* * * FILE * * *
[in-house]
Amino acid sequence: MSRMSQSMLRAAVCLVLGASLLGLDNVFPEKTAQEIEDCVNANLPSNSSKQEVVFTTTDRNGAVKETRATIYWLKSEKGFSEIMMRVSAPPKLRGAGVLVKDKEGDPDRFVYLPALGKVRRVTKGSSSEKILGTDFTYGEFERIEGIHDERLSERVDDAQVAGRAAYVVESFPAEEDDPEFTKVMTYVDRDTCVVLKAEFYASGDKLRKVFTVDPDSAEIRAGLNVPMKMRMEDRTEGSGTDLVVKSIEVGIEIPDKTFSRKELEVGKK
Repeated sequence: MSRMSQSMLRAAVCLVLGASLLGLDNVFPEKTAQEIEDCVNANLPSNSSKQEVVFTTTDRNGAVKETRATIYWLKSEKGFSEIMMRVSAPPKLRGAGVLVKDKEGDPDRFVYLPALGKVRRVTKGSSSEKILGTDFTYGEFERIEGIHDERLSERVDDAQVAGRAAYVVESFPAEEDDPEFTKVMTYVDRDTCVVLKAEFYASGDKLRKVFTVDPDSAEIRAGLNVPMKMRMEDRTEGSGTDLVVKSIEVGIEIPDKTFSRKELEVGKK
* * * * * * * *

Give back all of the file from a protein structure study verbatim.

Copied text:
[in-house]
Amino acid sequence: MSRMSQSMLRAAVCLVLGASLLGLDNVFPEKTAQEIEDCVNANLPSNSSKQEVVFTTTDRNGAVKETRATIYWLKSEKGFSEIMMRVSAPPKLRGAGVLVKDKEGDPDRFVYLPALGKVRRVTKGSSSEKILGTDFTYGEFERIEGIHDERLSERVDDAQVAGRAAYVVESFPAEEDDPEFTKVMTYVDRDTCVVLKAEFYASGDKLRKVFTVDPDSAEIRAGLNVPMKMRMEDRTEGSGTDLVVKSIEVGIEIPDKTFSRKELEVGKK
Repeated sequence: MSRMSQSMLRAAVCLVLGASLLGLDNVFPEKTAQEIEDCVNANLPSNSSKQEVVFTTTDRNGAVKETRATIYWLKSEKGFSEIMMRVSAPPKLRGAGVLVKDKEGDPDRFVYLPALGKVRRVTKGSSSEKILGTDFTYGEFERIEGIHDERLSERVDDAQVAGRAAYVVESFPAEEDDPEFTKVMTYVDRDTCVVLKAEFYASGDKLRKVFTVDPDSAEIRAGLNVPMKMRMEDRTEGSGTDLVVKSIEVGIEIPDKTFSRKELEVGKK